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Durham University

Postgraduate Module Handbook 2021/2022

Archive Module Description

This page is for the academic year 2021-22. The current handbook year is 2022-23

Department: Archaeology

ARCH51730: PALAEOPATHOLOGY: THEORY AND METHOD

Type Tied Level 4 Credits 30 Availability Available in 2021/22
Tied to F4KD09 Human Bioarchaeology and Palaeopathology

Prerequisites

  • ARCH51630 Osteoprofiling

Corequisites

  • None.

Excluded Combination of Modules

  • None.

Aims

  • For students to acquire an understanding of what paleopathology is in the context of the rest of archaeological study and to acquire skills in recording and diagnosing pathological human bone. Students will gain extensive practical experience recording a wide variety of pathological conditions in real human skeletal remains.

Content

  • Through lecture and laboratory sessions, students will acquire the skills necessary for recognising abnormal (pathologically induced) changes in the skeleton, to provide differential diagnoses, be aware of pseudopathological lesions, and to understand the limitations of the methods used and interpretation generated. This module will include the history of development of palaeopathology as a discipline, the biocultural versus the case study approach, the importance of palaeodemography in the interpretation of palaeopathology, the value of palaeopathology in human behavioural reconstruction, the major categories of disease (theory and practice), plus current issues in palaeopathology and examples of work in the field. Assessment is aimed at evaluating practical skills acquired during the module as well as theoretical understanding of the discipline and written skills.

Learning Outcomes

Subject-specific Knowledge:
  • Knowledge of the history and development of the discipline and different theoretical approaches
  • Knowledge of key concepts and terminology in palaeopathology
  • Knowledge of main disease categories and the effects of these on the human skeleton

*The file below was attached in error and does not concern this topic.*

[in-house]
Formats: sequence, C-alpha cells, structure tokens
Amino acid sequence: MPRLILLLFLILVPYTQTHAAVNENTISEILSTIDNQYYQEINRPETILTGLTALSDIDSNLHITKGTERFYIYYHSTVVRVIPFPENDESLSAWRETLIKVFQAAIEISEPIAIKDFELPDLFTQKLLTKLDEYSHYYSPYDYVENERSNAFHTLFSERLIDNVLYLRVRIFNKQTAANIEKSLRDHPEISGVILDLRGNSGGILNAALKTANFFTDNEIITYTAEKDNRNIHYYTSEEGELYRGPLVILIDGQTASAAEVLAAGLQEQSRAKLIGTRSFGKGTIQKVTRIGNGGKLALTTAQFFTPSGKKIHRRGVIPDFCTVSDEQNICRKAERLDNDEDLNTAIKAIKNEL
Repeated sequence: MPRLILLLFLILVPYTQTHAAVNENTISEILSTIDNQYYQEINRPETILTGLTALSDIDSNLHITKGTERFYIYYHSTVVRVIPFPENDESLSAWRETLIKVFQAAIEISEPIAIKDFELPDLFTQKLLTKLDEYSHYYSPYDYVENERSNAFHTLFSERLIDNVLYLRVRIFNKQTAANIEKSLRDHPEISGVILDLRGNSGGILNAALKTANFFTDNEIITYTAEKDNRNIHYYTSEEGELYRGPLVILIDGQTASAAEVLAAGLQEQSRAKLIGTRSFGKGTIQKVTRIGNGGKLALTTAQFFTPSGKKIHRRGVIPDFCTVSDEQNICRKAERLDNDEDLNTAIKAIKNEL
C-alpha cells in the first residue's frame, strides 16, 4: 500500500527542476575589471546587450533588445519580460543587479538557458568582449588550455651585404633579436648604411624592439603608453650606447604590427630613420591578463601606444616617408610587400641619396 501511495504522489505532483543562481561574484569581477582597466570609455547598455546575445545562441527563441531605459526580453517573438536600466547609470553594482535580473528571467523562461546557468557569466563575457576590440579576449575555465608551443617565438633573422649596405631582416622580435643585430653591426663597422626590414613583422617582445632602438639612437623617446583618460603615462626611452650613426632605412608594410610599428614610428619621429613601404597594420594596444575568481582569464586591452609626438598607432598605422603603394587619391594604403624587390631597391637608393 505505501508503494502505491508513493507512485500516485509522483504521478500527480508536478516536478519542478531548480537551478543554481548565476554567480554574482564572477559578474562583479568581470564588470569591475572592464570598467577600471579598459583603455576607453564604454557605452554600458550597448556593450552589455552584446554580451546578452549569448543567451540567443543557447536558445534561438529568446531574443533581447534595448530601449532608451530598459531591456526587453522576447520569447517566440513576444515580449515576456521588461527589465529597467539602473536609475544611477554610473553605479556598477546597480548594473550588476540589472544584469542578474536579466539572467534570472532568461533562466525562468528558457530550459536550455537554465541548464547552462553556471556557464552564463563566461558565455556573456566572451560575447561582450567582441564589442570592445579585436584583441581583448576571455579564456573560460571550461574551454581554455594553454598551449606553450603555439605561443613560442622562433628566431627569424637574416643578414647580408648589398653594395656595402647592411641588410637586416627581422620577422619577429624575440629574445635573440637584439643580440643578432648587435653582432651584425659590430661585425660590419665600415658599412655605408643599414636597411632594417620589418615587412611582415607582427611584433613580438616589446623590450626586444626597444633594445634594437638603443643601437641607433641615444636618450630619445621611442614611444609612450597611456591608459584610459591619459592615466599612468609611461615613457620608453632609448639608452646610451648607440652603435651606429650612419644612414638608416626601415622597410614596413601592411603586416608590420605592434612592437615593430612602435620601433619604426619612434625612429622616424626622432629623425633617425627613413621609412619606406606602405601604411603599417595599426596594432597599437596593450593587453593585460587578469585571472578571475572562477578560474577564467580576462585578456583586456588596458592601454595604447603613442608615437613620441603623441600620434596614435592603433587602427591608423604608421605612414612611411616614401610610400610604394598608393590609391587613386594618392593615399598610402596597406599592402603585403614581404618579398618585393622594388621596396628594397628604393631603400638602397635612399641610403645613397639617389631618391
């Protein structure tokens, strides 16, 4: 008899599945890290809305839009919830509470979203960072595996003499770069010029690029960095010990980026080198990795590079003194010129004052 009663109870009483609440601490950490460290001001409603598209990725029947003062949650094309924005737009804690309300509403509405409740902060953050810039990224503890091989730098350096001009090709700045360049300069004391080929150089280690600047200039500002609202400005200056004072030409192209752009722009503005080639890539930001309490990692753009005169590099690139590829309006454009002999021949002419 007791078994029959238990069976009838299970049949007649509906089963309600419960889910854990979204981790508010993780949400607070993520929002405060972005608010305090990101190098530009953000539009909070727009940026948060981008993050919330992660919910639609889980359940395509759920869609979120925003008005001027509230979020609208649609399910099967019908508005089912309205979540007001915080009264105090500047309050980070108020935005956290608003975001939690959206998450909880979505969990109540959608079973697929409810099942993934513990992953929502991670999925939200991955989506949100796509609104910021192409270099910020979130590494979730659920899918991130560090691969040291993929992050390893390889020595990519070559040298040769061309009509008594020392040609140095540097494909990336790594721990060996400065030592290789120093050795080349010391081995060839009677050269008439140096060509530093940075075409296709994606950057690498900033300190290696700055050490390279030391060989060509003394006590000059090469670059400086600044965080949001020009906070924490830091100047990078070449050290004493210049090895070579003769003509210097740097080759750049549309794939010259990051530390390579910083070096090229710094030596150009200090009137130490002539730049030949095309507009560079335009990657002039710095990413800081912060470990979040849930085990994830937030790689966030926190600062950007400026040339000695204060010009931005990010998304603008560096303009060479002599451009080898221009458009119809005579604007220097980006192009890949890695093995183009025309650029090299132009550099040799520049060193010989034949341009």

• Knowledge of traumatic lesions and the parameters used to differentiate between accidental versus intentional trauma, as well as peri-mortem and post-mortem lesions
  • Knowledge of taphonomic processes affecting bone and how these may mimic pathological lesions
Subject-specific Skills:
  • Ability to recognise and record abnormal pathological conditions using macroscopic and radiographic observation and describe the aetiology of these conditions
  • Ability to provide a differential diagnosis and interpret pathological and traumatic lesions
  • Ability to describe the potentials and limitations of advanced analytical techniques that may be used to observe and interpret skeletal pathology
  • Understanding of standardised methods and terminology used in professional practice
  • Ability to describe results in a clear, coherent and professional manner
  • Ability to demonstrate safe and respectful working practices in the laboratory
Key Skills:
  • Recording, quantitative analysis, critical analysis and interpretation of primary and secondary data
  • Preparation and effective communication of research methods, data, results, interpretations and arguments
  • An ability to produce work to prescribed guidelines and deadlines

Modes of Teaching, Learning and Assessment and how these contribute to the learning outcomes of the module

  • Through lecture and laboratory sessions, to allow students to explore practical and theoretical concepts and become familiar with the appearance of a wide range of pathological conditions on human bone. Students have access to the human osteology laboratory outside of formal taught hours to develop independent learning skills to reinforce knowledge. Hands-on experience is supplemented with a range of virtual learning resources, including 3D models and photographs of pathological bones. Learning is assessed using practical assessments to test skills in identifying and recording pathological conditions and with an essay to ensure a critical understanding of key concepts.

Teaching Methods and Learning Hours

Activity Number Frequency Duration Total/Hours
Lectures 9 Weekly 2 hours 18
Practicals 9 Weekly 2.5 hours 22.5
Preparation & Reading 259.5
Total 300

Summative Assessment

Component: Essay Component Weighting: 50%
Element Length / duration Element Weighting Resit Opportunity
Essay 2,500 100%
Component: Practical Test Component Weighting: 50%
Element Length / duration Element Weighting Resit Opportunity
Practical Test 2 hours 100%

Formative Assessment:

The students have the option of submitting an essay plan prior to submission of the summative essay.


Attendance at all activities marked with this symbol will be monitored. Students who fail to attend these activities, or to complete the summative or formative assessment specified above, will be subject to the procedures defined in the University's General Regulation V, and may be required to leave the University